If abandoning a lease is not permitted, then the debtor will need to use available assets to satisfy its decommissioning obligations prior to distributing amounts to other creditors. The generally accepted view is that claims by the federal government for decommissioning obligations are administrative claims that have priority over unsecured, prepetition claims. Administrative claims must also be paid in full in order for a plan of reorganization to be approved. Accordingly, if a debtor’s goal in bankruptcy is to reorganize, it would have to satisfy decommissioning obligations on any leases it seeks to abandon in connection with any reorganization plan.

However, administrative claims do not have priority over secured claims in bankruptcy. Whether, in a liquidation or partial sale scenario, a secured creditor would be entitled to payment out of the proceeds of its collateral prior to payment of ongoing decommissioning obligations on leases that remain with the bankruptcy estate is unresolved. Again, the issue likely will turn on whether Midlantic requires satisfaction of decommissioning obligations by a debtor where there are prior owners with the ability to pay.

Of course, the scenario could also arise where the debtor simply does not have enough assets to satisfy decommissioning liability regardless of the priority it is given. In that case, the federal regulators would clearly look to prior owners to cover any obligations that the debtor cannot pay.

Resolution of Decommissioning Obligations in the ATP Case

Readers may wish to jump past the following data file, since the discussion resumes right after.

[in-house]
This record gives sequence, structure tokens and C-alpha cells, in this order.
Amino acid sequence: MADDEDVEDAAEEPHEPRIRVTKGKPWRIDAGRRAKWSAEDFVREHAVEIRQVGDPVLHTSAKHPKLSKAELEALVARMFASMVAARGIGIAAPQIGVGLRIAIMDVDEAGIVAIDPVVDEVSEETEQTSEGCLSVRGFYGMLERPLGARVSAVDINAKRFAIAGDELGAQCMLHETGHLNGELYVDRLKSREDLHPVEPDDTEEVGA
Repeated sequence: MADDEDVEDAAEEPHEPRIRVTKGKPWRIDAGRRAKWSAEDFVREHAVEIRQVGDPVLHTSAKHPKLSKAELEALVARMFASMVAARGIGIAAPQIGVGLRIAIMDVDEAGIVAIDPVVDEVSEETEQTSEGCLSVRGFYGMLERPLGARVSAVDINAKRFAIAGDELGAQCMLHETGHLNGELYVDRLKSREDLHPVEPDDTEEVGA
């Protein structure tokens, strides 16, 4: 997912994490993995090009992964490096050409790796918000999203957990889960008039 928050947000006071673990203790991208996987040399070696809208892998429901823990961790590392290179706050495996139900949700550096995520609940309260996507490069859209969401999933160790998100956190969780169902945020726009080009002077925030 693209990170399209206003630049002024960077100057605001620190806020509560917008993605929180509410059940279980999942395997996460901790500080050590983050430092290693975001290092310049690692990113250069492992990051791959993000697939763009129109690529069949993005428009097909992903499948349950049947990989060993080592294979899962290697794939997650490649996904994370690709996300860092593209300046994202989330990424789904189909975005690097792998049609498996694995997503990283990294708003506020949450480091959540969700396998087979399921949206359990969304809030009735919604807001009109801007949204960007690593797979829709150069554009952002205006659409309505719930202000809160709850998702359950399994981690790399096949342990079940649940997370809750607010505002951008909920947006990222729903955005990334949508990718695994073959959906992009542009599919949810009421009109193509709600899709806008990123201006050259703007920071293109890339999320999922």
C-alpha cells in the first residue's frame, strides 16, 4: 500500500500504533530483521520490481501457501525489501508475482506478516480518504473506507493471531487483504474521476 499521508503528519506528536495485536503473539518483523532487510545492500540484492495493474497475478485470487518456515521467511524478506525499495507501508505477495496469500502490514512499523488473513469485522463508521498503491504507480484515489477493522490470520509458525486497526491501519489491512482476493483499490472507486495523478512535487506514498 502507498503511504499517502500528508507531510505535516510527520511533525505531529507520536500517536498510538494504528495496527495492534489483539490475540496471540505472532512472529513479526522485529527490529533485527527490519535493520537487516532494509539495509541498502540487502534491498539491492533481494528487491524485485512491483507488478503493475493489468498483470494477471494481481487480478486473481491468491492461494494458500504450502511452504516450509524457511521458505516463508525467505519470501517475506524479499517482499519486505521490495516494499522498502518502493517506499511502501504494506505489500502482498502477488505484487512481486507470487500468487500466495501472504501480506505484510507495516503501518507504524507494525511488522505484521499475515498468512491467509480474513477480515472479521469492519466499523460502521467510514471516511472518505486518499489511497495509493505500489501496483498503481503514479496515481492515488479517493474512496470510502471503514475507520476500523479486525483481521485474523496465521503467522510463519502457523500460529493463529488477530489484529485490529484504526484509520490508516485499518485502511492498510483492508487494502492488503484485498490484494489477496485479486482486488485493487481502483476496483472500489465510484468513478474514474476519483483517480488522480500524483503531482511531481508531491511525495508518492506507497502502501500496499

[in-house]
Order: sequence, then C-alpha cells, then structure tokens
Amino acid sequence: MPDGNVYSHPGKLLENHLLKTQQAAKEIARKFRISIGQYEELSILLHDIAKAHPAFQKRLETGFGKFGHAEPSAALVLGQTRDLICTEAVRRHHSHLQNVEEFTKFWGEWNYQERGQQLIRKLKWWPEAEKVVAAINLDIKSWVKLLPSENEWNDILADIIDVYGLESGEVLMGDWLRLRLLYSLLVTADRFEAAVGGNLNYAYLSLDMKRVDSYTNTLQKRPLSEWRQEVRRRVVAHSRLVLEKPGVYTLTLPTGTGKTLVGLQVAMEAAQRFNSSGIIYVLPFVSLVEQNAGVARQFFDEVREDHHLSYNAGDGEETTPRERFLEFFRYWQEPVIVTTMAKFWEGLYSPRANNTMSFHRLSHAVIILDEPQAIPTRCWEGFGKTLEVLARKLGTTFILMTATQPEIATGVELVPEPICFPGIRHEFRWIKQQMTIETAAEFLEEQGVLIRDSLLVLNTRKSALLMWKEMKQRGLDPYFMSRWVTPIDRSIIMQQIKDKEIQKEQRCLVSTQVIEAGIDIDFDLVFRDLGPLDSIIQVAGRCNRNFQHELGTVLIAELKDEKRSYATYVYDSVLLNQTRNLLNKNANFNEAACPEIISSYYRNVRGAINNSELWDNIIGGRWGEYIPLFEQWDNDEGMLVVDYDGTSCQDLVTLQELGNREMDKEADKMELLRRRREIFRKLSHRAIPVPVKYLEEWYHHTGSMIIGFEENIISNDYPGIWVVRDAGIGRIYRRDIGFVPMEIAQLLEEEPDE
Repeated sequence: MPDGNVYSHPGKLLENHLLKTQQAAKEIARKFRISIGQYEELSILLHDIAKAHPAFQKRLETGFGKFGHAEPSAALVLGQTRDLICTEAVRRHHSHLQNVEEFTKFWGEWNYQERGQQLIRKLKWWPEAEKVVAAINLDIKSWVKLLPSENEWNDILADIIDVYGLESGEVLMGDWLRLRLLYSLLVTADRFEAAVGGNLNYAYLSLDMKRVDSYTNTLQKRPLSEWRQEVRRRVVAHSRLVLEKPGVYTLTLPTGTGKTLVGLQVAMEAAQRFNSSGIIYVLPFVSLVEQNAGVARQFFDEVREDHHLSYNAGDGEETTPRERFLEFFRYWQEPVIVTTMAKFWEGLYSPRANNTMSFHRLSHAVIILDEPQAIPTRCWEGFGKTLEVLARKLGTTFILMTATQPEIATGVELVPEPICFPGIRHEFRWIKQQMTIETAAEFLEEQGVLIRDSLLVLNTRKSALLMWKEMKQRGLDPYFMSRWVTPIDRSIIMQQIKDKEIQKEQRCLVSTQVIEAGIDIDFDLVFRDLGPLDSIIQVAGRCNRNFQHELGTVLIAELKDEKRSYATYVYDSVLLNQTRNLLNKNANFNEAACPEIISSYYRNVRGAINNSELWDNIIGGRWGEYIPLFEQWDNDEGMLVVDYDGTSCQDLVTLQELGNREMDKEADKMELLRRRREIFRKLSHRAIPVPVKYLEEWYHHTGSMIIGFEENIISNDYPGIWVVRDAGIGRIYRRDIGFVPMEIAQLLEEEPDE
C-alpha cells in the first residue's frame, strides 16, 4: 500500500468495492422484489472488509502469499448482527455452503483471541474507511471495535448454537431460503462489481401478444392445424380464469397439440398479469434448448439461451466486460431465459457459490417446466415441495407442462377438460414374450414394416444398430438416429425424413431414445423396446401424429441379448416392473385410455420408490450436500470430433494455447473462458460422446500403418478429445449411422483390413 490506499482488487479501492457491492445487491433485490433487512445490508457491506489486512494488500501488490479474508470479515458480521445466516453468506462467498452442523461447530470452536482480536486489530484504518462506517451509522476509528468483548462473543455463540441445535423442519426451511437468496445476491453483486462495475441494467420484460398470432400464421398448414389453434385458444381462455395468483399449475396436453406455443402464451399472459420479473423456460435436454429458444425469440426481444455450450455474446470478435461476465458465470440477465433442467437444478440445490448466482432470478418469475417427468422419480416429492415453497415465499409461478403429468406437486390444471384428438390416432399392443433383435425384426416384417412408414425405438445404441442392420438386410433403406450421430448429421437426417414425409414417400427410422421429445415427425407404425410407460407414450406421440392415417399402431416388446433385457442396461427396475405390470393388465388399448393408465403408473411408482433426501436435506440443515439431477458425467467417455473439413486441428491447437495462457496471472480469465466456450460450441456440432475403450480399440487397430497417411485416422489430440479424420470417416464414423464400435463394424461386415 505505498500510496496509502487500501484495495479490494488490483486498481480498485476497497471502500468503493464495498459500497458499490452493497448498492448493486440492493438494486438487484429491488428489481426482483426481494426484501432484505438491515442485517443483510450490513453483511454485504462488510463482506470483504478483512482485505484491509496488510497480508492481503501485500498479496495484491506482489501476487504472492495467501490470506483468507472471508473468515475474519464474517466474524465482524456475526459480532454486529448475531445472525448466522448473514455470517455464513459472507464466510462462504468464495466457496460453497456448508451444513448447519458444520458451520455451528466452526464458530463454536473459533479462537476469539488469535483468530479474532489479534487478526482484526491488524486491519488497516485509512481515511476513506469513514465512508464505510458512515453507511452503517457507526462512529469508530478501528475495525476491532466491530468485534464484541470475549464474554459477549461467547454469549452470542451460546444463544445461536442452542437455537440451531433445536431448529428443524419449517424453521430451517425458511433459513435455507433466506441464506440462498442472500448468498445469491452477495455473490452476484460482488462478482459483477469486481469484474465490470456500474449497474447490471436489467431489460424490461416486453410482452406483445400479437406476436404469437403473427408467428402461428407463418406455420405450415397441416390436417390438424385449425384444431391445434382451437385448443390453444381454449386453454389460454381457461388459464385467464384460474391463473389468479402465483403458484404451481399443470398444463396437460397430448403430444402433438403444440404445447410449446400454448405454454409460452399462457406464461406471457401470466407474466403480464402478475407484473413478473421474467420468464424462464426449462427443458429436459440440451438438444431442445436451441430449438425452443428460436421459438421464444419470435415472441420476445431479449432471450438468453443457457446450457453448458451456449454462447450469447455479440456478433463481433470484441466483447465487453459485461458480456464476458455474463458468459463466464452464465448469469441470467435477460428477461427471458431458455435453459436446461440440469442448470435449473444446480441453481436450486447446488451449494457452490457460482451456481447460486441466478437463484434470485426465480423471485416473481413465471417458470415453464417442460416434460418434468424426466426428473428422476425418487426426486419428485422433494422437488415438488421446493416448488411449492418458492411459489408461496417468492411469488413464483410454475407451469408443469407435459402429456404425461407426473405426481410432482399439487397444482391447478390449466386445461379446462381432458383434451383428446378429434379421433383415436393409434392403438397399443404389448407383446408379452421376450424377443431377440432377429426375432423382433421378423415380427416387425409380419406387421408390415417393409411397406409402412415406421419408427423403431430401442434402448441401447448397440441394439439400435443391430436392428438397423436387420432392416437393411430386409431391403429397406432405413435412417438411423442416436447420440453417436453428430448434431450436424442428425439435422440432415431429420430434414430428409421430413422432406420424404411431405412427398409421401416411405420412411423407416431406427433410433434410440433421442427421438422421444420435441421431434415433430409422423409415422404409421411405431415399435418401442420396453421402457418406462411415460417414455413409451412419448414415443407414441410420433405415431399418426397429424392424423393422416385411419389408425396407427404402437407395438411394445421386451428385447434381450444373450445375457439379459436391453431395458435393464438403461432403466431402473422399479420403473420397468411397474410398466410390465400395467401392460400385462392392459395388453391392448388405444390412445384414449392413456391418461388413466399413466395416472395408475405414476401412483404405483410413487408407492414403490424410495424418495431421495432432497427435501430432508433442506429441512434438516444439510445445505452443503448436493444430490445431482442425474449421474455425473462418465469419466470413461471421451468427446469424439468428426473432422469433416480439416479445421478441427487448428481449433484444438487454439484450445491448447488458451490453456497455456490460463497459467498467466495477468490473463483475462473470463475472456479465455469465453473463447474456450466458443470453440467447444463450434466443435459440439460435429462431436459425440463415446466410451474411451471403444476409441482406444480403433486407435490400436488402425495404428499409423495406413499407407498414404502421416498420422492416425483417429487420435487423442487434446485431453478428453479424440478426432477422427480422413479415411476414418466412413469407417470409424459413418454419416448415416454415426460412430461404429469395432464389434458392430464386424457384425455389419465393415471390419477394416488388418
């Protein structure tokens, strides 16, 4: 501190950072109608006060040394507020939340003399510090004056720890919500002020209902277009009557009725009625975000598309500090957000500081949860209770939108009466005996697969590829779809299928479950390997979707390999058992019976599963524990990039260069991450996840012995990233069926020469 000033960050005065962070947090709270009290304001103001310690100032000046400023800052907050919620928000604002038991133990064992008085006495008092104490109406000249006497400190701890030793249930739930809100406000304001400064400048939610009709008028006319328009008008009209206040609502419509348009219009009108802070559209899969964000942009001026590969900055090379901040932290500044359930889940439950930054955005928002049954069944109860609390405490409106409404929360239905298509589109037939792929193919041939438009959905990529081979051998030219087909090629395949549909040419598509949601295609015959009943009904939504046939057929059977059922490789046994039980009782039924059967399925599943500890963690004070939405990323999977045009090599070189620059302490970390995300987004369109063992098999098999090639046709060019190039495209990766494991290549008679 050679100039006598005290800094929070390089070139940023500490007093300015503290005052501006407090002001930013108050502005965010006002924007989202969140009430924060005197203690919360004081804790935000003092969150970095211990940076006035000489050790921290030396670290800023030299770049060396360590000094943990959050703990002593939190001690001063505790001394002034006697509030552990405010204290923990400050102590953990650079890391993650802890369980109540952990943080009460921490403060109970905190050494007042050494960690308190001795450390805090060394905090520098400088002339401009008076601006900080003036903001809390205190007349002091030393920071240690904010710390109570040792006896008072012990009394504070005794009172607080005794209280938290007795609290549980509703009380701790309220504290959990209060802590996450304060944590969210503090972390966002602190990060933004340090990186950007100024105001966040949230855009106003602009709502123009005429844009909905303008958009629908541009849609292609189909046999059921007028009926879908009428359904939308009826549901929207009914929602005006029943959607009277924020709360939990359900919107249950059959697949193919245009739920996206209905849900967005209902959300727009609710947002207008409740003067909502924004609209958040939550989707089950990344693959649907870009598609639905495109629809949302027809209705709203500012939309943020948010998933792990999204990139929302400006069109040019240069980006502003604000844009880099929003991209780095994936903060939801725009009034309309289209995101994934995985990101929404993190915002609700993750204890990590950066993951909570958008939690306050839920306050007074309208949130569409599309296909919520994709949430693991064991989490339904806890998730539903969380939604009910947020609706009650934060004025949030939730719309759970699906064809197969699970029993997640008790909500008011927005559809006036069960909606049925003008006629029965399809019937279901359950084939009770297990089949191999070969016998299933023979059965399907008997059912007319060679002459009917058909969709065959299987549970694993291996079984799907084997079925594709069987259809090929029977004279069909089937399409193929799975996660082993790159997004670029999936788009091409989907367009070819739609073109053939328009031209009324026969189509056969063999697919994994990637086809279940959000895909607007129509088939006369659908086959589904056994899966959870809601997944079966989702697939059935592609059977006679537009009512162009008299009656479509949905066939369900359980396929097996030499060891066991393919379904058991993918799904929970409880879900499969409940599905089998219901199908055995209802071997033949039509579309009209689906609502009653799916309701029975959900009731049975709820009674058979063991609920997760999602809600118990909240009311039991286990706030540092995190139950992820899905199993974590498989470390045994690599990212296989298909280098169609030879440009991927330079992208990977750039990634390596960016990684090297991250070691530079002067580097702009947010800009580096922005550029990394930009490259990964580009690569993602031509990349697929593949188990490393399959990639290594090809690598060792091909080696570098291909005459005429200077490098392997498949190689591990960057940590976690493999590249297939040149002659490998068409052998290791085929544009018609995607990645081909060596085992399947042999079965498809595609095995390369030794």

The ability of a debtor in bankruptcy to abandon unprofitable leases or leases with nonperforming wells was addressed in the bankruptcy of ATP Oil & Gas Corporation. ATP filed for bankruptcy protection in 2012 as the owner of numerous offshore leases in the Gulf of Mexico. Some of those leases were profitable, performing leases; some were performing but not profitable; and some of the leases contained nonperforming wells with “idle iron” that had yet to be fully decommissioned. After filing for bankruptcy and an unsuccessful attempt to market its assets to third parties, ATP entered into a Section 363 asset sale with its secured lenders pursuant to which the lenders acquired certain of ATP’s assets, including some but not all of ATP’s offshore leases, in exchange for the forgiveness of a portion of its secured debt. Because ATP would receive no cash in the transaction, it would be left with numerous nonprofitable and/or nonperforming leases (Remaining Leases) and no ability to pay the decommissioning obligations with respect to the Remaining Leases. Both federal regulators and prior owners of the Remaining Leases objected to the sale on the grounds that it violated Midlantic to allow ATP’s secured lenders to take certain of ATP’s leases and leave the bankruptcy estate with no ability to pay decommissioning obligations on the Remaining Leases. ATP’s lenders thus entered into a settlement with BOEM in which they agreed to provide BOEM with cash sufficient to pay decommissioning obligations on the Remaining Leases that had no prior owners to cover decommissioning obligations. They also agreed that the entity formed to purchase ATP’s assets would assume decommissioning liability on the leases it purchased. In exchange, BOEM agreed to consent to the sale and not to pursue claims against ATP for decommissioning liability on the Remaining Leases. The bankruptcy court approved the sale and the BOEM settlement over the objections of prior owners on the Remaining Leases, which became responsible for decommissioning obligations on those leases. .